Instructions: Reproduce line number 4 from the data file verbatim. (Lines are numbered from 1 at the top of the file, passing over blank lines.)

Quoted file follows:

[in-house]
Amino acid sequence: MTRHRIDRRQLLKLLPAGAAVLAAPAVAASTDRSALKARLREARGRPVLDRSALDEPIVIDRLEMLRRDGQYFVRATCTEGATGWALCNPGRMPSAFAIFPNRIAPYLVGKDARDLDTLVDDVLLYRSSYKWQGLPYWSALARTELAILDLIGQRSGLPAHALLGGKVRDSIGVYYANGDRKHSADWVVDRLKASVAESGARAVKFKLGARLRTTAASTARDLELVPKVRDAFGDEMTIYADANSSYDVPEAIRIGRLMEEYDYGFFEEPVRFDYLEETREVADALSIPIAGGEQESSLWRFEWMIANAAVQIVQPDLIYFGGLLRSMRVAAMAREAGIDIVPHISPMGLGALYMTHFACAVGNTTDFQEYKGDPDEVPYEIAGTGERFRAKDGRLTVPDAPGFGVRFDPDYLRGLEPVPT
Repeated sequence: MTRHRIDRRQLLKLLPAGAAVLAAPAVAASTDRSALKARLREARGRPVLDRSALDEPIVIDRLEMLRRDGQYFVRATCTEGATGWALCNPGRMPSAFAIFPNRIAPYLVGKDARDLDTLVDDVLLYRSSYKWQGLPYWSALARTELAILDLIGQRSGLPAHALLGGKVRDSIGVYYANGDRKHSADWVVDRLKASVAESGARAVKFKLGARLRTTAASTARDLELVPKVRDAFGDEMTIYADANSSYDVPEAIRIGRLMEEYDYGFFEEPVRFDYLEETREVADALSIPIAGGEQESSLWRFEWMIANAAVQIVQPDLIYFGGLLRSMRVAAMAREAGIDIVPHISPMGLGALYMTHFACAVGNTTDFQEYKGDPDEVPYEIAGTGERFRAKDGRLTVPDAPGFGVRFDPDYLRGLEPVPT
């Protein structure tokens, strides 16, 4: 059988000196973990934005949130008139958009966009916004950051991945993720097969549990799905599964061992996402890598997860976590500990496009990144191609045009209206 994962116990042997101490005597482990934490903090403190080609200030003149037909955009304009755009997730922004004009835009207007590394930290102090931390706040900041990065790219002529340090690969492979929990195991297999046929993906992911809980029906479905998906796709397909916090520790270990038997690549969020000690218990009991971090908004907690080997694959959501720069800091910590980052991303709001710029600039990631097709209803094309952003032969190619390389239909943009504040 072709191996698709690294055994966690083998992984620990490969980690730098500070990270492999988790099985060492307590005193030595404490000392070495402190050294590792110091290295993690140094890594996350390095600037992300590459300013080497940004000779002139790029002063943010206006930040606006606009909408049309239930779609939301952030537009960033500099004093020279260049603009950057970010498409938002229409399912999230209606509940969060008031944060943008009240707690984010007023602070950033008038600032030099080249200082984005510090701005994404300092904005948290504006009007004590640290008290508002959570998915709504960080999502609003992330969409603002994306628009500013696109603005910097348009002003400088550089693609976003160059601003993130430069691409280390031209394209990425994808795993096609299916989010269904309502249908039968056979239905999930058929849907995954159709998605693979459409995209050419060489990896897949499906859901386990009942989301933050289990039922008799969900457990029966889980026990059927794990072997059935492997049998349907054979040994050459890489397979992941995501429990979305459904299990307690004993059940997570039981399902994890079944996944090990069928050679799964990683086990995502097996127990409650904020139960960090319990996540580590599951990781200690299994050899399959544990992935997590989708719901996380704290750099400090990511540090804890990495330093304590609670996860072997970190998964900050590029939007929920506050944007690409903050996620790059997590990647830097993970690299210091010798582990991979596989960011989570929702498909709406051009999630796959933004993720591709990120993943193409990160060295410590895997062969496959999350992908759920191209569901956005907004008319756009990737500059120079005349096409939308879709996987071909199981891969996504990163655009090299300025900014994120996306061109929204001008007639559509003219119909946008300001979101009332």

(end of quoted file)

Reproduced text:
């Protein structure tokens, strides 16, 4: 059988000196973990934005949130008139958009966009916004950051991945993720097969549990799905599964061992996402890598997860976590500990496009990144191609045009209206 994962116990042997101490005597482990934490903090403190080609200030003149037909955009304009755009997730922004004009835009207007590394930290102090931390706040900041990065790219002529340090690969492979929990195991297999046929993906992911809980029906479905998906796709397909916090520790270990038997690549969020000690218990009991971090908004907690080997694959959501720069800091910590980052991303709001710029600039990631097709209803094309952003032969190619390389239909943009504040 072709191996698709690294055994966690083998992984620990490969980690730098500070990270492999988790099985060492307590005193030595404490000392070495402190050294590792110091290295993690140094890594996350390095600037992300590459300013080497940004000779002139790029002063943010206006930040606006606009909408049309239930779609939301952030537009960033500099004093020279260049603009950057970010498409938002229409399912999230209606509940969060008031944060943008009240707690984010007023602070950033008038600032030099080249200082984005510090701005994404300092904005948290504006009007004590640290008290508002959570998915709504960080999502609003992330969409603002994306628009500013696109603005910097348009002003400088550089693609976003160059601003993130430069691409280390031209394209990425994808795993096609299916989010269904309502249908039968056979239905999930058929849907995954159709998605693979459409995209050419060489990896897949499906859901386990009942989301933050289990039922008799969900457990029966889980026990059927794990072997059935492997049998349907054979040994050459890489397979992941995501429990979305459904299990307690004993059940997570039981399902994890079944996944090990069928050679799964990683086990995502097996127990409650904020139960960090319990996540580590599951990781200690299994050899399959544990992935997590989708719901996380704290750099400090990511540090804890990495330093304590609670996860072997970190998964900050590029939007929920506050944007690409903050996620790059997590990647830097993970690299210091010798582990991979596989960011989570929702498909709406051009999630796959933004993720591709990120993943193409990160060295410590895997062969496959999350992908759920191209569901956005907004008319756009990737500059120079005349096409939308879709996987071909199981891969996504990163655009090299300025900014994120996306061109929204001008007639559509003219119909946008300001979101009332």